• This is because most aquatic plants are depth sensitive and require a specific water depth in order to thrive.
  • The particular species inhabiting each water garden will ultimately determine the actual surface area and depth required.
  • Water can be used in many ways in the garden. It provides a medium in which plants of a special kind, the aquatics, can be grown.
  • It can also be stocked with fish which bring life and movement to the garden.
  • Plants and fish combine well, as the latter benefit from the protection that floating and submerged leaves provide.
  • One advantage of having both fish and plants in a pool is that the plants will help keep the water fresh.

xii) Roof garden

  • A roof garden is a garden on the roof of a building.
  • Roof plantings provide food, temperature control, hydrological benefits, architectural enhancement, habitats or corridors for wildlife, recreational opportunities, and in large scale it may even have ecological benefits besides the decorative benefit.
  • This gaeden is the ideal alternative way to enjoy all the merits of gardening and outdoor space when there is shortage of land.
  • It suits best for urban environments, where ground garden space is inadequate.
  • The training of cultivating food on the rooftop of buildings is sometimes referred to as rooftop farming.
  • Rooftop farming is usually done using green roof, hydroponics, aeroponics or air-dynaponics systems or container gardens.
  • These gardens are most frequently found in urban environments.
  • Plants have the ability to reduce the overall heat absorption of the building which automatically reduces energy consumption.
  • The main cause of heat build-up in cities is insolation, the absorption of solar radiation by roads and buildings in the city and the storage of this heat in the building material and its subsequent re-radiation.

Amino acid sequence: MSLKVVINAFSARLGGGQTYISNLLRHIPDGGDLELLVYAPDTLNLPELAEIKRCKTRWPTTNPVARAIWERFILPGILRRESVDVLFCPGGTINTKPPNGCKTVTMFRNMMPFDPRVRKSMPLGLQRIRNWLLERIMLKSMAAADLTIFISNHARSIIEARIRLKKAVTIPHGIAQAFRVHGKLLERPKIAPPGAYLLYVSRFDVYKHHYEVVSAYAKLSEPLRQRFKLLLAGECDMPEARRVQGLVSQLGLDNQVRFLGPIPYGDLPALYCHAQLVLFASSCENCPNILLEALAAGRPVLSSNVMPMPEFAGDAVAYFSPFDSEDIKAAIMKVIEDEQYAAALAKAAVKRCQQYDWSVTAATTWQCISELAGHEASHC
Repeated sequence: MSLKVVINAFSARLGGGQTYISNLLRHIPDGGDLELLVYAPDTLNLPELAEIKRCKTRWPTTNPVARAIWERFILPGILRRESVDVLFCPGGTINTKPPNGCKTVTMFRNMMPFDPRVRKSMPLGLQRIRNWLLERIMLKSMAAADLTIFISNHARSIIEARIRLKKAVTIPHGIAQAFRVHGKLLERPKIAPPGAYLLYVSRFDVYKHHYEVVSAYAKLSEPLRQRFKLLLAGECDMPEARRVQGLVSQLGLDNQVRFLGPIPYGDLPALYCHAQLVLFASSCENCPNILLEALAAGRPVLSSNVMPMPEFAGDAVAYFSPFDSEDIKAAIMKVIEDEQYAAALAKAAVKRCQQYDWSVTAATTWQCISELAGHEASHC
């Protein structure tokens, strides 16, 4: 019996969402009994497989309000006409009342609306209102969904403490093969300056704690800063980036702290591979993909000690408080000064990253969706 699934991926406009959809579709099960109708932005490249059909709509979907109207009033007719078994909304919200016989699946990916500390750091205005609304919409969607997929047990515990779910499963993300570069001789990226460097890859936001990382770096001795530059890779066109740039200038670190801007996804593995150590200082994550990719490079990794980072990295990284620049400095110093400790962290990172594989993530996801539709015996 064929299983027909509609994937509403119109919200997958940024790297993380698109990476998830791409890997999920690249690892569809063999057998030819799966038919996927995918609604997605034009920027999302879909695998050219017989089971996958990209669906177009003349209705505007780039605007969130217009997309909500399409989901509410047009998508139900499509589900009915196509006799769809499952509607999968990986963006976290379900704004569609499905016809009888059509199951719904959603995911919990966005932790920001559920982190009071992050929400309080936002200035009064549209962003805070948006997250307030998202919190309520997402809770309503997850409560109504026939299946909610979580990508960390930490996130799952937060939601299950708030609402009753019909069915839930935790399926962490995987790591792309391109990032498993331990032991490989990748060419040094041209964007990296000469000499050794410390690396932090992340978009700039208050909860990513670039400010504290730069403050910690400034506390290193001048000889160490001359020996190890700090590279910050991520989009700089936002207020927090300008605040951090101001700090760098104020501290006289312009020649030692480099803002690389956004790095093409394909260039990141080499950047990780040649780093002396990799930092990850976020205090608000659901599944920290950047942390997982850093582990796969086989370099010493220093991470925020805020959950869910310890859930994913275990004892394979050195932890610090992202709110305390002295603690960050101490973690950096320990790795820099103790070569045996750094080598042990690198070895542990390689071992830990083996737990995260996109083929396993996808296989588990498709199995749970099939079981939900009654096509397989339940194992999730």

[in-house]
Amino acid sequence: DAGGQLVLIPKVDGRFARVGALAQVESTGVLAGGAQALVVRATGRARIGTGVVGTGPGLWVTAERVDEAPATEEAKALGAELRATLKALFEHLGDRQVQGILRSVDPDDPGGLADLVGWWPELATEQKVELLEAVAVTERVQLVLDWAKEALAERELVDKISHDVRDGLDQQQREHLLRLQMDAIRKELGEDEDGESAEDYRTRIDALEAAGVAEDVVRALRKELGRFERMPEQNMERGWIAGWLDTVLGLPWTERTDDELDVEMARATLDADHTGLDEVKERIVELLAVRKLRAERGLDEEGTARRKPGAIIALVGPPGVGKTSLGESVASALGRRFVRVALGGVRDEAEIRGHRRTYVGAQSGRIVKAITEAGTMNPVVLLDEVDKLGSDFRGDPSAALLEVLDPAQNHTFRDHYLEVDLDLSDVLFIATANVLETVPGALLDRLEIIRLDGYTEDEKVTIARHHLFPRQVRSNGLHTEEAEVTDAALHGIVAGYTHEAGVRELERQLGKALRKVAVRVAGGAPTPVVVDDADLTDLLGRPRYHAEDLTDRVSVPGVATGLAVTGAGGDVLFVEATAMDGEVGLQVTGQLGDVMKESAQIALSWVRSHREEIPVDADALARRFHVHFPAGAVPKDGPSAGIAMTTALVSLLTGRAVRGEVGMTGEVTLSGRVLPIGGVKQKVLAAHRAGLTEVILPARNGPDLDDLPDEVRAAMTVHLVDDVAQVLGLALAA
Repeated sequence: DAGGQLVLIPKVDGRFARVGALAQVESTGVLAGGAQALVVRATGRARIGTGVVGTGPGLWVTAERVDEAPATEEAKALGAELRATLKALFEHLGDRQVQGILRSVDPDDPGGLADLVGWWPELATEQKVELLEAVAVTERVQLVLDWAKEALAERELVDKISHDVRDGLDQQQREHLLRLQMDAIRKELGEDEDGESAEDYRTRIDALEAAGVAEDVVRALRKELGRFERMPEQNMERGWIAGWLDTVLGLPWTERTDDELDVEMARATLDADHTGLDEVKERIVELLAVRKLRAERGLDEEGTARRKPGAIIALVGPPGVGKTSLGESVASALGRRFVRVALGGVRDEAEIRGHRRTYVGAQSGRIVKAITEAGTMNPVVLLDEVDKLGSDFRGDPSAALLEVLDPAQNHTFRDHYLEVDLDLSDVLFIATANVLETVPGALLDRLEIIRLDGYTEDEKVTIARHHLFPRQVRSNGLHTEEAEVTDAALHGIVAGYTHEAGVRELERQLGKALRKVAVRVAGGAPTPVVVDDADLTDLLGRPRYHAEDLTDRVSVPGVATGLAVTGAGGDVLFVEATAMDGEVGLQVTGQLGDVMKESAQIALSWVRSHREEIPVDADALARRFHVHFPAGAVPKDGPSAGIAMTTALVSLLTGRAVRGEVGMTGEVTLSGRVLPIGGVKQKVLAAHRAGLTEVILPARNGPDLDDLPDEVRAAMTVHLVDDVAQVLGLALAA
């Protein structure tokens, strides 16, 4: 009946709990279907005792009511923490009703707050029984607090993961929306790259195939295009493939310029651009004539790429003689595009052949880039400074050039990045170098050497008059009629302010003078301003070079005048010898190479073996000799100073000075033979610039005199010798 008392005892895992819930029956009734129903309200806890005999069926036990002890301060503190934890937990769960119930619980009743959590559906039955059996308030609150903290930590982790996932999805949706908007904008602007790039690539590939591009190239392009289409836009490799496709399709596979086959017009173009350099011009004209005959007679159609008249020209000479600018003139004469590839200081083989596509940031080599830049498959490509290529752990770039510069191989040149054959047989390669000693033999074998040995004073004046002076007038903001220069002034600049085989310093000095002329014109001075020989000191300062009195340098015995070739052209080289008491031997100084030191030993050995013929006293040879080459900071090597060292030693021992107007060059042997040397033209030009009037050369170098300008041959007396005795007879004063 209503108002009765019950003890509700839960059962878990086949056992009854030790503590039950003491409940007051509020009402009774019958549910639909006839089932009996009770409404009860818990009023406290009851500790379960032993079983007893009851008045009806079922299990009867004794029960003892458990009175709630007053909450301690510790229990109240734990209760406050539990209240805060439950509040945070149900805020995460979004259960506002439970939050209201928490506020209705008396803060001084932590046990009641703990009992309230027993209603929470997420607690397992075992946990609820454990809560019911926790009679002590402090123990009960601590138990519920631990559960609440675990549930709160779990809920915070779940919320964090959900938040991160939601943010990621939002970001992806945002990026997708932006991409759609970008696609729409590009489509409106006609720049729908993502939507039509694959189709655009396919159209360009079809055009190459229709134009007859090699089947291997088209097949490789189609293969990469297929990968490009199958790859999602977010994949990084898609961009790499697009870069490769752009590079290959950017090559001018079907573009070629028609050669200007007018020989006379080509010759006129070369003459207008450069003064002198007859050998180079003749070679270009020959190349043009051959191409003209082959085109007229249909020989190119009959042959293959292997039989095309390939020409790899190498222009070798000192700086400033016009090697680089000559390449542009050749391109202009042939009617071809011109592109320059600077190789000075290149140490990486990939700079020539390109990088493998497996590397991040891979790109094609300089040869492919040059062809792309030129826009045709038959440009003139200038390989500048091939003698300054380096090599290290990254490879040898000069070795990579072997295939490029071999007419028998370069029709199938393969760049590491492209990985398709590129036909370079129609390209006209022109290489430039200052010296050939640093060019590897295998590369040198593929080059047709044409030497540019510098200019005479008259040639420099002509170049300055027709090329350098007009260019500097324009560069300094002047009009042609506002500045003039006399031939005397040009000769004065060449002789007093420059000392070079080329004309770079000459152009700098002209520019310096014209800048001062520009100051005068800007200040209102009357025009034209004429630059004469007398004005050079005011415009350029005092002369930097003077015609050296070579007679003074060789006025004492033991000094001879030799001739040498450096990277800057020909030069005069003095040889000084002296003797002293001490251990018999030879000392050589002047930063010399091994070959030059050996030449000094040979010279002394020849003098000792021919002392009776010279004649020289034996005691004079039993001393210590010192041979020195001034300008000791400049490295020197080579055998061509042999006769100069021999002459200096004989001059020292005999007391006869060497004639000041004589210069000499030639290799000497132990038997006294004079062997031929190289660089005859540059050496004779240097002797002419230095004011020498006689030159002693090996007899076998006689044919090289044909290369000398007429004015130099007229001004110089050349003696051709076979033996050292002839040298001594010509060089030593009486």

• Plant surfaces however, as a result of transpiration do not rise more than 4–5 °C above the ambient and are sometimes cooler.
  • This then translates into a cooling of the environment between 3.6 and 11.3 degrees Celsius (6.5 and 20.3 °F), depending on the area on earth (in hotter areas, the environmental temperature will cool more).
  • The modern trend in architecture for flat roofs has made possible the development of attractive roof gardens in urban areas above private houses and commercial buildings.
  • These gardens follow the same principles as others except that the depth of soil is less, to keep the weight on the rooftop low, and therefore the size of plants is limited.
  • The plants are generally set in tubs or other containers, but elaborate roof gardens have been made with small pools and beds.
  • Beds of flowering plants are suitable among which may be stood tubs of specimen plants to produce a desired effect.

6) Conclusion

  • Thus I conclude that the explanation of types of garden will make a clear picture about the different features of the garden. The clear understanding of the types of garden will create confidence among you to create garden of your own choice and make the surroundings of the garden in front of the home greener and colourful.

These are just a few examples of the many types of gardens that exist. Each type of garden offers its own unique benefits and opportunities for creativity and personal expression.